Our church year ends this morning, the Last Sunday after Pentecost, and we end with a doozy: the crucifixion. The most fitting gospel choice for today, dubbed in 1925 as Christ the King Sunday. The day we are to celebrate the primacy of Christ over human authority.
And today, we’re reminded what that primacy actually looks like. It’s not as a king adorned in fancy robes, but stripped naked; not respected, abused; not worshiped, mocked.
This is our King. Unjustly killed–another innocent victim to violence, humanity’s true original sin.
Last Sunday after Pentecost C | Luke 23:33-43
The depth of Luke’s depiction of the Crucifixion is beyond our precious few minutes this morning. We have to paint in big brush strokes, knowing any masterwork is crafted over time and our living with the incomplete canvas.
We receive this story, this most powerful moment, with its inescapable themes of sacrifice and salvation. And then juxtapose the image of the crucifixion with our views of kings. But we also may juxtapose it with how Luke begins his telling of the gospel.
Dig back in your minds to just under a year ago. We went through those first three chapters of Luke, with the dramatic entrance of the angel who visits Elizabeth and Zechariah to announce the coming birth of their son. Then visiting Mary. The songs, the angels, the shepherds, the praising in the Temple.
We remember that the angels came to announce a child was to be born who would transform the world. That child now hangs upon a cross. Having done nothing to warrant it. An innocent man.
This is why we struggle with Jesus’s kingship.
With naming Jesus as our main guy. His life and death upended power in exactly the same way he describes the kin-dom upends our world’s power structure. The reversals Jesus preaches are evident in his life.
The king coming from the royal outcasts and born among the animals is easily captured, defeated. Taunted and mocked. Brutalized and tortured.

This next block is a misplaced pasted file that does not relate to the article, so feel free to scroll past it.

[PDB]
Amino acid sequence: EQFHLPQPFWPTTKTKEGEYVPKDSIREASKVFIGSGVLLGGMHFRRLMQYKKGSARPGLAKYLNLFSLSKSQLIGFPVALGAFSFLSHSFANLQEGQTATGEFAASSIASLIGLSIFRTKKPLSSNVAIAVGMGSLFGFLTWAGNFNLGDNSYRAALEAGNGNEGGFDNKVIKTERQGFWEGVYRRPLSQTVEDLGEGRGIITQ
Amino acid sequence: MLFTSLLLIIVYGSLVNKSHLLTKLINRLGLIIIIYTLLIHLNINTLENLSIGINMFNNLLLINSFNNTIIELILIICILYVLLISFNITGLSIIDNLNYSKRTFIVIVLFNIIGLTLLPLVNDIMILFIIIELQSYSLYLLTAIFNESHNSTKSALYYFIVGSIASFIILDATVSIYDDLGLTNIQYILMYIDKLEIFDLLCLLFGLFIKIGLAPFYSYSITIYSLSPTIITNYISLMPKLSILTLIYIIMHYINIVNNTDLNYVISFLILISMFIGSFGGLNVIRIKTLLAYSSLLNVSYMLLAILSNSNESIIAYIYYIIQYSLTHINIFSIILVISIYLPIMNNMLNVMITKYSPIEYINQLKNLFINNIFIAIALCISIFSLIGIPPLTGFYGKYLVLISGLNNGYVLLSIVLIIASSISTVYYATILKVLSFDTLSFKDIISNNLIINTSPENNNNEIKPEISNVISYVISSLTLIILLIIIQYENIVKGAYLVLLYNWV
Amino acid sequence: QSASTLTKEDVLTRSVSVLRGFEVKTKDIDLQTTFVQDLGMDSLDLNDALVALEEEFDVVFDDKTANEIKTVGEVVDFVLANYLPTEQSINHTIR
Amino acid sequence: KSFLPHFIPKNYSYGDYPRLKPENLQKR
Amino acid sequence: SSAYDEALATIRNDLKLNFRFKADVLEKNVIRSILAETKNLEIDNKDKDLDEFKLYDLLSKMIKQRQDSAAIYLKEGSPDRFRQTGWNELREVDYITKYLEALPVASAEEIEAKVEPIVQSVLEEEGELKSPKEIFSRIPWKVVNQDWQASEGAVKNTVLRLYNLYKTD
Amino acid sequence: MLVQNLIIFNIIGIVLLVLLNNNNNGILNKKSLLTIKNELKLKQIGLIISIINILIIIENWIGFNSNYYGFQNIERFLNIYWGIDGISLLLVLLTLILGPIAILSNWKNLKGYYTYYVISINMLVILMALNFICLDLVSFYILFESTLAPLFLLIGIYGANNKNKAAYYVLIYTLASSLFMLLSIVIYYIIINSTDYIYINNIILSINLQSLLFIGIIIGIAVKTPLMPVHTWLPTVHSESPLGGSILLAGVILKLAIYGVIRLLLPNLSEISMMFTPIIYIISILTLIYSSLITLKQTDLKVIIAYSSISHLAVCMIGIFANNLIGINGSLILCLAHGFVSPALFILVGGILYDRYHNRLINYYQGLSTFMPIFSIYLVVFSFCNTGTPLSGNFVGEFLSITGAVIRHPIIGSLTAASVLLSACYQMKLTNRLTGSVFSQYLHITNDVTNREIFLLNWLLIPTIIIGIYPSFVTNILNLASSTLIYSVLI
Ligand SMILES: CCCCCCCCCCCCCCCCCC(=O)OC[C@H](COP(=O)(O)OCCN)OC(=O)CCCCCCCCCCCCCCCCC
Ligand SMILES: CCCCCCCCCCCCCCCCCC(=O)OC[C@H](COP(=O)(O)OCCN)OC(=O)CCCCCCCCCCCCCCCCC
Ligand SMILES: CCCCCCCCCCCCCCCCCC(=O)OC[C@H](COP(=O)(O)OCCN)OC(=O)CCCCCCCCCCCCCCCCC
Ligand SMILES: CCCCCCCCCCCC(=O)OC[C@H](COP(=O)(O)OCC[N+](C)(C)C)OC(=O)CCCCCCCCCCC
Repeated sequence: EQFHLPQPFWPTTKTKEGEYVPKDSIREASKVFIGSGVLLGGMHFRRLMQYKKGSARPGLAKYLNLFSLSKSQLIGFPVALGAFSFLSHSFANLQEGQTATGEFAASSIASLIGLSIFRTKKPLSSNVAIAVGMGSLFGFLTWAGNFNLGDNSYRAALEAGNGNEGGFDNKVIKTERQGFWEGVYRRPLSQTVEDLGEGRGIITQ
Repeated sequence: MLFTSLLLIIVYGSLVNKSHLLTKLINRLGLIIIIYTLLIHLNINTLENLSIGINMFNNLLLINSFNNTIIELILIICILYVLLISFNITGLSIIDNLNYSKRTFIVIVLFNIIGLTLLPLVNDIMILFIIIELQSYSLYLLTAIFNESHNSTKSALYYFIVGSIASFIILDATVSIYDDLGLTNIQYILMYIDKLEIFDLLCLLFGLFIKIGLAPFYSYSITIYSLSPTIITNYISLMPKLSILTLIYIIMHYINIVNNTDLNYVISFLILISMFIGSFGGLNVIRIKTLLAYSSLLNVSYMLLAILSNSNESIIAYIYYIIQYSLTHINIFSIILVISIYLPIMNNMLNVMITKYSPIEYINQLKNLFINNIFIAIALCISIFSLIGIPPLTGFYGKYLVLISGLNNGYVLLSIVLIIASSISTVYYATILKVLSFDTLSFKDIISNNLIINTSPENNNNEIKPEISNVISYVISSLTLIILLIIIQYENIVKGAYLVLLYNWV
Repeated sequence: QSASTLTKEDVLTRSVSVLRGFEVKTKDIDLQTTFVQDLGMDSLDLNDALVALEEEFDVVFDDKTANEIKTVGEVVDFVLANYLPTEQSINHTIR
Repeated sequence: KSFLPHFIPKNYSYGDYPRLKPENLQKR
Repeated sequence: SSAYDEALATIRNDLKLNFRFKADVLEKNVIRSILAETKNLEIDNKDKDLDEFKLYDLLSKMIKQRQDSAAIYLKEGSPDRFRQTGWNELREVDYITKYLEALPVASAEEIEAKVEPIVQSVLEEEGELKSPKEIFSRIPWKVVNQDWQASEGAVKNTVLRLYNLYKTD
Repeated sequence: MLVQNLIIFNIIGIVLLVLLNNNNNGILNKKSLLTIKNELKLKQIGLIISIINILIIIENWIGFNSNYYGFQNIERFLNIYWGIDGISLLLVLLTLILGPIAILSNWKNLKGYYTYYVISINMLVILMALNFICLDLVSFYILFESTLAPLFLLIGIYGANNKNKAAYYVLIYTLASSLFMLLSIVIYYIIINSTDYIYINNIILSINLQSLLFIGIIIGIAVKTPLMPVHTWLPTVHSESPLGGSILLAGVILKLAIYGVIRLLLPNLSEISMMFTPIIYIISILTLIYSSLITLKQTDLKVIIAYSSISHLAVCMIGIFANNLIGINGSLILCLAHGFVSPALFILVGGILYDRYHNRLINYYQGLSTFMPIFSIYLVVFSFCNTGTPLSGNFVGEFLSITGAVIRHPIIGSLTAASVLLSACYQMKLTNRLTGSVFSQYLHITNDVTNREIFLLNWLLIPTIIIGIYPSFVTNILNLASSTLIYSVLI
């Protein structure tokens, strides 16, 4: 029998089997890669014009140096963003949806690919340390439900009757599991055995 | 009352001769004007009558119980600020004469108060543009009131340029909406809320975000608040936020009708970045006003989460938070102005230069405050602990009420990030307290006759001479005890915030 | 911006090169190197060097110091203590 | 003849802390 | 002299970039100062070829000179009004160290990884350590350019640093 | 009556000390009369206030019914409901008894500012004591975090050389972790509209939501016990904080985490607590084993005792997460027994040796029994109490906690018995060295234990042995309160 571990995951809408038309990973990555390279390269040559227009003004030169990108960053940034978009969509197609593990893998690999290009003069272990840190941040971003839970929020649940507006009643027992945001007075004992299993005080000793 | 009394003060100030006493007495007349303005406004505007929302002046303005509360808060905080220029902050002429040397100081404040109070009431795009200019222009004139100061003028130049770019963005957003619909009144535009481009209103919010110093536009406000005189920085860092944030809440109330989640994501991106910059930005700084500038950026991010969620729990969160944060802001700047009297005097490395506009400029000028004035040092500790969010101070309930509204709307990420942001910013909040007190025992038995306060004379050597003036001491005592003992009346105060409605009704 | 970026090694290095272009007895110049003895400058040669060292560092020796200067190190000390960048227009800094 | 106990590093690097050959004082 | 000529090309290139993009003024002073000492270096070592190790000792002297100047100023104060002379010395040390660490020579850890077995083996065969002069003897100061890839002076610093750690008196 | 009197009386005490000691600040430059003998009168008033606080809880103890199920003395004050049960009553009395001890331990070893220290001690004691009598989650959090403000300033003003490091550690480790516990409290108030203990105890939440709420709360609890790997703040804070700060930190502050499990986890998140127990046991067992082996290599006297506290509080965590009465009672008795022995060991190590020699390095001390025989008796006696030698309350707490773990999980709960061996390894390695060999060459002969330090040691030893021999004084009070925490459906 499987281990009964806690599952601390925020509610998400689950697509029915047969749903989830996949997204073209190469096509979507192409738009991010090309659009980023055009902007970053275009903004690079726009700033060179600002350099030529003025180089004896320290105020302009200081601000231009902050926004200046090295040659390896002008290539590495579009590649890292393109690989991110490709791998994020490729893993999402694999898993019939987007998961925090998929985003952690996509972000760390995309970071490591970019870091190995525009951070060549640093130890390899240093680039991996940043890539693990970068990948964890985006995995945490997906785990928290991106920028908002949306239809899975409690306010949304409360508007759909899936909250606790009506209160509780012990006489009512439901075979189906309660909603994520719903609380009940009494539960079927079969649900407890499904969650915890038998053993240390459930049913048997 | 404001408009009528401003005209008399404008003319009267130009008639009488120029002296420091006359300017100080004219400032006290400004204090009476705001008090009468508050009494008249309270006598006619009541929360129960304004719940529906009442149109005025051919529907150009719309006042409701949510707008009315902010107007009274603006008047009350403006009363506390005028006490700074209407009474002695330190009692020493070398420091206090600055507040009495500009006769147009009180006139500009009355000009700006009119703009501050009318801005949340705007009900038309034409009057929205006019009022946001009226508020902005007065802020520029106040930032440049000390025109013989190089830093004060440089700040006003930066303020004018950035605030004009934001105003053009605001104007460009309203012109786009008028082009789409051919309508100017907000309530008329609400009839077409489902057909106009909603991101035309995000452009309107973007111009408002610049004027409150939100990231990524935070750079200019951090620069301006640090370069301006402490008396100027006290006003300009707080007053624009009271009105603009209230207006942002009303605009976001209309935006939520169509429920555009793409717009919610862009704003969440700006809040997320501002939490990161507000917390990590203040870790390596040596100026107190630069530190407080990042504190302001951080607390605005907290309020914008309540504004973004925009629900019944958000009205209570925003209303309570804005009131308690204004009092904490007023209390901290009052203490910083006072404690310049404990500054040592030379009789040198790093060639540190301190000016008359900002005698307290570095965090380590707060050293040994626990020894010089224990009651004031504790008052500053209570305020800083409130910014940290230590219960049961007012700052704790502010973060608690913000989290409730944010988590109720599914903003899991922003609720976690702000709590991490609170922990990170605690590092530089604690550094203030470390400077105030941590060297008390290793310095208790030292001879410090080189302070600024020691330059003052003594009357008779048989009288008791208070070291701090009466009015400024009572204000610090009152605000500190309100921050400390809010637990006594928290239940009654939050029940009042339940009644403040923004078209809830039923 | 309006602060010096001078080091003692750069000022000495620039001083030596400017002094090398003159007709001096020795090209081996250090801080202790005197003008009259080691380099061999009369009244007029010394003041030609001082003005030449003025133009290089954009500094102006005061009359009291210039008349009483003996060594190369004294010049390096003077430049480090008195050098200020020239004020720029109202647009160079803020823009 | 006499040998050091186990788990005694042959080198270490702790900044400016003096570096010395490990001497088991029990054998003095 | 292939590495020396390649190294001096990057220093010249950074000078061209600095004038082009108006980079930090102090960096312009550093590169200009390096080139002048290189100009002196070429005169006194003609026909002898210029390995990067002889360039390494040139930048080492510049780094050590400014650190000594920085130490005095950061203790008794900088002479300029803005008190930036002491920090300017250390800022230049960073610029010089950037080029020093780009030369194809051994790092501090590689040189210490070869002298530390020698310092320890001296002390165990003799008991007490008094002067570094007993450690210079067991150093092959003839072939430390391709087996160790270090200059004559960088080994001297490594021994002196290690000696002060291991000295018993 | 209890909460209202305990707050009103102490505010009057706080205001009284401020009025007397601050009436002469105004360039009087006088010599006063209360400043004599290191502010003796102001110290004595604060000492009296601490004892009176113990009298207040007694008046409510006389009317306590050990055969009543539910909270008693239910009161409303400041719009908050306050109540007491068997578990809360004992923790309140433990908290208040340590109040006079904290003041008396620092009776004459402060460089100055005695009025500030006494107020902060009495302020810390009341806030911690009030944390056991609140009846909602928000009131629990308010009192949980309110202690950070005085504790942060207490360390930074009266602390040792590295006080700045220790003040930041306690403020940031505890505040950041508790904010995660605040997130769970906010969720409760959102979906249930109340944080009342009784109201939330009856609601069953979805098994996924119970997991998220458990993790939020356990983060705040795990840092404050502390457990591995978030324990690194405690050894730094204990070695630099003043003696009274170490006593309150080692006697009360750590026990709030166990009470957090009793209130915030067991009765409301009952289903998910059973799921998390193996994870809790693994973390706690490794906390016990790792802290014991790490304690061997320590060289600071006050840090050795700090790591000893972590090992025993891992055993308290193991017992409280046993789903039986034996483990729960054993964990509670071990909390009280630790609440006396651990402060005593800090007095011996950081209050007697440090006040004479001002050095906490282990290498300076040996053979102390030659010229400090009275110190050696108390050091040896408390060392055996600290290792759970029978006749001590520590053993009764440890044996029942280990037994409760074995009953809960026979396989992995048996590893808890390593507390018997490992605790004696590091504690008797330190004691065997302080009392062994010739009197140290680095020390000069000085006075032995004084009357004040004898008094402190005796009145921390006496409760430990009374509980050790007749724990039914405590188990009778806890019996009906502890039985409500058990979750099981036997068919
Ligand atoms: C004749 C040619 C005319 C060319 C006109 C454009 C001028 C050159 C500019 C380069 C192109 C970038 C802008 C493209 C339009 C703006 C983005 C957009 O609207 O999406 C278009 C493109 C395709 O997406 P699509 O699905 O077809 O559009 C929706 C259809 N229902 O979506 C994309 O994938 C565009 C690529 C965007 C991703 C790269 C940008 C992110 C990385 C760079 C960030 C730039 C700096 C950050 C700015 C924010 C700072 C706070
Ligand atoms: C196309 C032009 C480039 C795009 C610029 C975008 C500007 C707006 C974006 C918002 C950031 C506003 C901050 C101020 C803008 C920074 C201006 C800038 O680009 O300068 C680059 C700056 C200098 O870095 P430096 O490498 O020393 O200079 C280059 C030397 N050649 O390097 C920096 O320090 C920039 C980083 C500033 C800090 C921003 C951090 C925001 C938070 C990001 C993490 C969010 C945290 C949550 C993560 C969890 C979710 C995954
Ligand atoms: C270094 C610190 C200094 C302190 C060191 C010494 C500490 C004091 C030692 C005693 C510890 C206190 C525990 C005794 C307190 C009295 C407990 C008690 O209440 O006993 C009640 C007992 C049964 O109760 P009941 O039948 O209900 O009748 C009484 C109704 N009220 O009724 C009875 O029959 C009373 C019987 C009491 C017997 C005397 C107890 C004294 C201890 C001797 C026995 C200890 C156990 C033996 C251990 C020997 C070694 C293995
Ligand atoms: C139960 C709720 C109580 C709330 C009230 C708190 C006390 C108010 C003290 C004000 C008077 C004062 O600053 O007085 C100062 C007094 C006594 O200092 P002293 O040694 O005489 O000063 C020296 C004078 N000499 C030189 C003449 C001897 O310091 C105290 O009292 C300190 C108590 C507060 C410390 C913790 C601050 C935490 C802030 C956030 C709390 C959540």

In Luke, Jesus doesn’t blaspheme. He gives them no cause. The anger, the punishment, the vindictiveness of the Jewish leadership wasn’t warranted. The state’s murder of an innocent victim was public and unjust.
How completely opposite our vision of power and effectiveness. If GOD anoints a Messiah to change the world, then Jesus doesn’t die. Not using American logic. GOD would anoint a Messiah to take the weapons from our enemies like Superman. To swoop in and fix all of our problems for us. To clean our slate to start over.
That’d be the American Messiah.
That’s just not GOD’s Messiah in the Christ.
- He doesn’t abuse to say we shouldn’t abuse.
- Lie to say we shouldn’t lie.
- Hate to say we shouldn’t hate.
Our Messiah doesn’t come do the hard work of reconciling the world for us. He doesn’t manipulate us or fix things for us.
He shows us his way, The Way isn’t to power, but to the cross. The place where power may destroy our bodies, but not our souls. Nor will it destroy our faith, our voice, our community.
If the problem is an earthly king, enthroned in power for years, then GOD revealed to us instead a Messiah, enthroned on the cross for a matter of hours.
The Innocent Man
The writer of Luke (and Acts) makes great pains to show Jesus as innocent. He doesn’t blaspheme. Or conspire to destroy Rome. Or threaten to kill anyone.